Energy Business

Why Schlumberger Is Giving Away Its Fracking Business

Oilfield services giant Schlumberger Ltd. (NYSE: SLB) took a third-quarter, pretax impairment charge of $1.6 billion on its North American pressure pumping business last year. On Tuesday, the company contributed its onshore fracking business (OneStim) in the United States and Canada to Liberty Oilfield Services Inc. (NYSE: LBRT).

In exchange, Schlumberger received a 37% stake in the expanded version of Liberty. Liberty shares closed Monday at $6.45, implying a market cap of around $550 million. The smaller company’s stock traded up by around 37% in the noon hour Tuesday, at around $8.86, implying a market cap of around $1 billion, valuing the OneStim business at right around $450 million.

That tells nearly the whole story in the shale oil plays in North America. In its annual report for last year, Schlumberger said it was continuing to “right-size” its fracking capacity by stacking (mothballing) more fleets in light of lower demands. And that was before the COVID-19 pandemic.

In the second quarter of this year, Schlumberger’s production revenue (including the OneStim business) fell by 48% to $1.6 billion and margins fell by 630 basis points sequentially to just 2%. North American production revenues fell by 58%.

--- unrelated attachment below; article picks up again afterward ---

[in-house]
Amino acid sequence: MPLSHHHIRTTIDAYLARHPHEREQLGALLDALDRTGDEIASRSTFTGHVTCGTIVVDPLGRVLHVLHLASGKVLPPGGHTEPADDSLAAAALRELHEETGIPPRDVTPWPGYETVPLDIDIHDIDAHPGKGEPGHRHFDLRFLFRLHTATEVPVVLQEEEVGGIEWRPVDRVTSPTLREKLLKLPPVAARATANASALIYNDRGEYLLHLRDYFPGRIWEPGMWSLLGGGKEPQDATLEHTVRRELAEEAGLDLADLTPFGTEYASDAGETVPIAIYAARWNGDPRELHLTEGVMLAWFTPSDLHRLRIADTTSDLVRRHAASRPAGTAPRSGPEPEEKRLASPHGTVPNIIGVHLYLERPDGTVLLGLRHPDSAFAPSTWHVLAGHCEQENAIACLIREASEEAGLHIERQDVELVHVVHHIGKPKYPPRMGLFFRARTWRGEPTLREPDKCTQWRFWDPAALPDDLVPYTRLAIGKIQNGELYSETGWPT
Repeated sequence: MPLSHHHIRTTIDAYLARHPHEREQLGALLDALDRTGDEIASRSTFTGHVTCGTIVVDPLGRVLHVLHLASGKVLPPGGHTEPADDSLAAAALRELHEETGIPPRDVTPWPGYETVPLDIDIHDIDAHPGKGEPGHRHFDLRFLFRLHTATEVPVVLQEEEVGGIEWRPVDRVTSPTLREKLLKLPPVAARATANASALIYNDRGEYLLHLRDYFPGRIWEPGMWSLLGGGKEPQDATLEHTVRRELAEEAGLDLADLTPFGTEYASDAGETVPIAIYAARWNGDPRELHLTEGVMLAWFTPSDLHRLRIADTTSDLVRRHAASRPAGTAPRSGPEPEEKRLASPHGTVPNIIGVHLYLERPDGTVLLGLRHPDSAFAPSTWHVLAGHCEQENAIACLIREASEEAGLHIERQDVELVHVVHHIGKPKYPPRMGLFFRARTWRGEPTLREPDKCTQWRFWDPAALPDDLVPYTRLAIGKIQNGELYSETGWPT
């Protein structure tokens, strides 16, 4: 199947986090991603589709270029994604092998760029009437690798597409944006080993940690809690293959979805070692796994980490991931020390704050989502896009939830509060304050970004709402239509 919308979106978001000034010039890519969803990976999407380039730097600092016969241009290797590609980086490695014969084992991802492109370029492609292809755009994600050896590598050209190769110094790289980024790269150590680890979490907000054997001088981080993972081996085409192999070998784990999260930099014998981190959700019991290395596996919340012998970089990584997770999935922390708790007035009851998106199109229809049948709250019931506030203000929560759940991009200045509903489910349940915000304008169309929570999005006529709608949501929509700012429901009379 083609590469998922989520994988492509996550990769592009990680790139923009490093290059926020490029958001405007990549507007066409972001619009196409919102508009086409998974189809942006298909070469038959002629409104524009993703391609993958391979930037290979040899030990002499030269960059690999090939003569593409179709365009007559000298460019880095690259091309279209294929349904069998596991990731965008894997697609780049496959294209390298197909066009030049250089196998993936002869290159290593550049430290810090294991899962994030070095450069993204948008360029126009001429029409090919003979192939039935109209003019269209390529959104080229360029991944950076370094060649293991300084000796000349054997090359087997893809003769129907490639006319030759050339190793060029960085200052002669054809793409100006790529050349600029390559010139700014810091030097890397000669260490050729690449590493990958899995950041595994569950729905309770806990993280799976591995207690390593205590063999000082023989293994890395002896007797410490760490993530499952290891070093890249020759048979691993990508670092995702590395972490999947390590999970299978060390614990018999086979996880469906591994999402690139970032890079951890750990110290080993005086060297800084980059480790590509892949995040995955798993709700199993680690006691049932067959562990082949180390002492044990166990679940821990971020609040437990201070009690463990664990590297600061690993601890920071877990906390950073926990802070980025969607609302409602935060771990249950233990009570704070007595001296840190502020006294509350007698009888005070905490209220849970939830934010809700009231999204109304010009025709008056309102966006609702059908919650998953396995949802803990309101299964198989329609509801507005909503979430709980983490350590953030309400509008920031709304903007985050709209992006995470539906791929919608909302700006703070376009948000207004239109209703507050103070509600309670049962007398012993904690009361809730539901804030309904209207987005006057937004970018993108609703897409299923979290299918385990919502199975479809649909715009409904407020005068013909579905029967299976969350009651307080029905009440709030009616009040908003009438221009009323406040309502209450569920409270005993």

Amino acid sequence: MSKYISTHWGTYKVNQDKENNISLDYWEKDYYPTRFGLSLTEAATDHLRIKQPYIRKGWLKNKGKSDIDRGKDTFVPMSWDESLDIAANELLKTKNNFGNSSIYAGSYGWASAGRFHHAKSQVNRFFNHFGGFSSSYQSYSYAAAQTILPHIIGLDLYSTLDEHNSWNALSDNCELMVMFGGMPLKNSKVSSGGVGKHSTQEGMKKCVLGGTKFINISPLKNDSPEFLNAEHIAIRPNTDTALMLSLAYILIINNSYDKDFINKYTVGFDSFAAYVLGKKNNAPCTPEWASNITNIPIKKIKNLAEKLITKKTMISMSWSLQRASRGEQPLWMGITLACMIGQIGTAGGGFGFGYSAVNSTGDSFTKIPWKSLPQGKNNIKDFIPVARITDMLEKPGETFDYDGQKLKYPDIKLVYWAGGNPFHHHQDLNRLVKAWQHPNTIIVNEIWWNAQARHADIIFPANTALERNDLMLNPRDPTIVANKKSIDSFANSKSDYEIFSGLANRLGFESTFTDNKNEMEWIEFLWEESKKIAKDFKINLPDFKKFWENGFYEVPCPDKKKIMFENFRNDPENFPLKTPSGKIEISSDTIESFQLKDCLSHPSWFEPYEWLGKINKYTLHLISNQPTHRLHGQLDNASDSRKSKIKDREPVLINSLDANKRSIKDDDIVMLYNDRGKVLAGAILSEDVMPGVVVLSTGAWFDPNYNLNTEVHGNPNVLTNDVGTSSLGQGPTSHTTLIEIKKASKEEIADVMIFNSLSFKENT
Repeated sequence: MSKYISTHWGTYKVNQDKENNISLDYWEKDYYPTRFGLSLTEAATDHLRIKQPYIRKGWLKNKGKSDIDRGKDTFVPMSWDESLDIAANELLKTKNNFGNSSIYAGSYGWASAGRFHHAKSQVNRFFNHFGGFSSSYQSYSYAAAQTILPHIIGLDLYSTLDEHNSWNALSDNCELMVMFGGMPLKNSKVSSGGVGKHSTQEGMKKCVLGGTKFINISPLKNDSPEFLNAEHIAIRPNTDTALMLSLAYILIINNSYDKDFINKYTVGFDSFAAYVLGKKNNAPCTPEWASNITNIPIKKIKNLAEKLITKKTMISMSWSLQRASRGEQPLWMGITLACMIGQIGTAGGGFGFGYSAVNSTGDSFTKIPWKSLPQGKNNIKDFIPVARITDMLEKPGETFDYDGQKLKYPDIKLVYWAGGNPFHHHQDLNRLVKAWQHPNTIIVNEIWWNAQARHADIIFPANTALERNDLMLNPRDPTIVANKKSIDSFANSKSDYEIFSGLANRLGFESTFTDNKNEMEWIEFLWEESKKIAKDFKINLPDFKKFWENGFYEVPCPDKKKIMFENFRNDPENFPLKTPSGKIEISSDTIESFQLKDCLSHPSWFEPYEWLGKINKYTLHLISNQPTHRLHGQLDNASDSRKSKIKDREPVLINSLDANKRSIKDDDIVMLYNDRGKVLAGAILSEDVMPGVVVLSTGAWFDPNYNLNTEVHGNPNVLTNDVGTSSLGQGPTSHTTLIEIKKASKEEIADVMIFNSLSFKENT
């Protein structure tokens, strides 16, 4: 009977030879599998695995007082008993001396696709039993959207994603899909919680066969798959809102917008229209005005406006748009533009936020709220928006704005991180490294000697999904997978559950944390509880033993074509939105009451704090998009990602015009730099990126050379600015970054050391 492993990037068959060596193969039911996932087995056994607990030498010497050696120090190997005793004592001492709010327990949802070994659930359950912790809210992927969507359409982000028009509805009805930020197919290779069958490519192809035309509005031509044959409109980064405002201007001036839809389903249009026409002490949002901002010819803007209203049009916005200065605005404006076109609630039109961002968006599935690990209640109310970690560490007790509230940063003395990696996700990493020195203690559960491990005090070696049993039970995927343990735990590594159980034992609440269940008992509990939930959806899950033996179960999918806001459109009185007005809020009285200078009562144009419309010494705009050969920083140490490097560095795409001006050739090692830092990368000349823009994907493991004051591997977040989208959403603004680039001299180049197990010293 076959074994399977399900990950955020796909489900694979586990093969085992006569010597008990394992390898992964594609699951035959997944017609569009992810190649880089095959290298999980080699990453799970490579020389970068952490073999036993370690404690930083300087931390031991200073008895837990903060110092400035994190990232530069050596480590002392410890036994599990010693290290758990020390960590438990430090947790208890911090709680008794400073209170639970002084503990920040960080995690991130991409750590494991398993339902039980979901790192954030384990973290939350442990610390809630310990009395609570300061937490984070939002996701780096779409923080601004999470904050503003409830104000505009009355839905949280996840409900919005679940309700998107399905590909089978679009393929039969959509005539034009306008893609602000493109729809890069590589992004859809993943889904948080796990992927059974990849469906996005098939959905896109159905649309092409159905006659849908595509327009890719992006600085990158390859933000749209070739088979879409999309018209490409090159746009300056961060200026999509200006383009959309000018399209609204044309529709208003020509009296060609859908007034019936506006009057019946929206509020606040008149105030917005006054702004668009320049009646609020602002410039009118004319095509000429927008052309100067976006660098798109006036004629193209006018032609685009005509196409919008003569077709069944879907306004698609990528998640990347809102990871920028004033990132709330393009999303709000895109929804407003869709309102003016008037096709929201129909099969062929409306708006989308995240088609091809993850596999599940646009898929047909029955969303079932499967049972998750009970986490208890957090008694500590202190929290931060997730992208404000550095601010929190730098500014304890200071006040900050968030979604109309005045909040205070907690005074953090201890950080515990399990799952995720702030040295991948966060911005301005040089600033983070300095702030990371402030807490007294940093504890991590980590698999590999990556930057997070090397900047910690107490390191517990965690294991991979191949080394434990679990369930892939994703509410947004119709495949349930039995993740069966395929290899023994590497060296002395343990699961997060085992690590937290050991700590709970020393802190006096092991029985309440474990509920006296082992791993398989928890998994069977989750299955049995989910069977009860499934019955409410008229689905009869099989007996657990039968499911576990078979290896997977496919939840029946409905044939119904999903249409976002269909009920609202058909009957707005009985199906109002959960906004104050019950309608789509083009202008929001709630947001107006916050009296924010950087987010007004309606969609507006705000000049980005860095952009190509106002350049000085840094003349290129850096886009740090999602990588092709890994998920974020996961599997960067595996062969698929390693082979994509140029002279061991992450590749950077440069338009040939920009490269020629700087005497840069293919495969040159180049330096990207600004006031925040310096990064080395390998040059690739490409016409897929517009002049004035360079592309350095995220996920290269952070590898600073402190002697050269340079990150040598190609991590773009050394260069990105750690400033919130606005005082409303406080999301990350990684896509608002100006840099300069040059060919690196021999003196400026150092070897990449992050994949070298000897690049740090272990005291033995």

According to Tuesday’s announcement, the transaction is expected to close in the fourth quarter. Based on 2019 results, the combination posted revenue of $5.2 billion and a pro-forma market cap of $1.2 billion and no debt. Liberty’s management will continue to run the company. Current Liberty shareholders must approve the deal, and other regulatory approvals customary closing conditions are also necessary.

The write-down on production assets added to a total write-down of nearly $13 billion in the third quarter of last year. CEO Olivier Le Peuch had warned in September 2019 that Schlumberger would take such a write-down as the company shifted from its former strategy of taking equity positions in oil and gas assets and adopted a “focus on the company’s strength in digitization of oil and gas exploration and development.”

Tuesday’s deal will help Schlumberger reach its goal of cutting 21,000 jobs and transitioning to a business model that is light on assets and heavy on technology that can be licensed to other oilfield services firms.

Schlumberger stock traded down about 0.8% in the noon hour Tuesday to $18.73. The stock’s 52-week range is $11.87 to $41.14, and the consensus price target was $23.58. The company’s market cap is around $26 billion.

Liberty stock recently traded at 8.70, up about 35%, in a 52-week range of $2.17 to $12.42. The company’s price target was $7.16 before this morning’s announcement.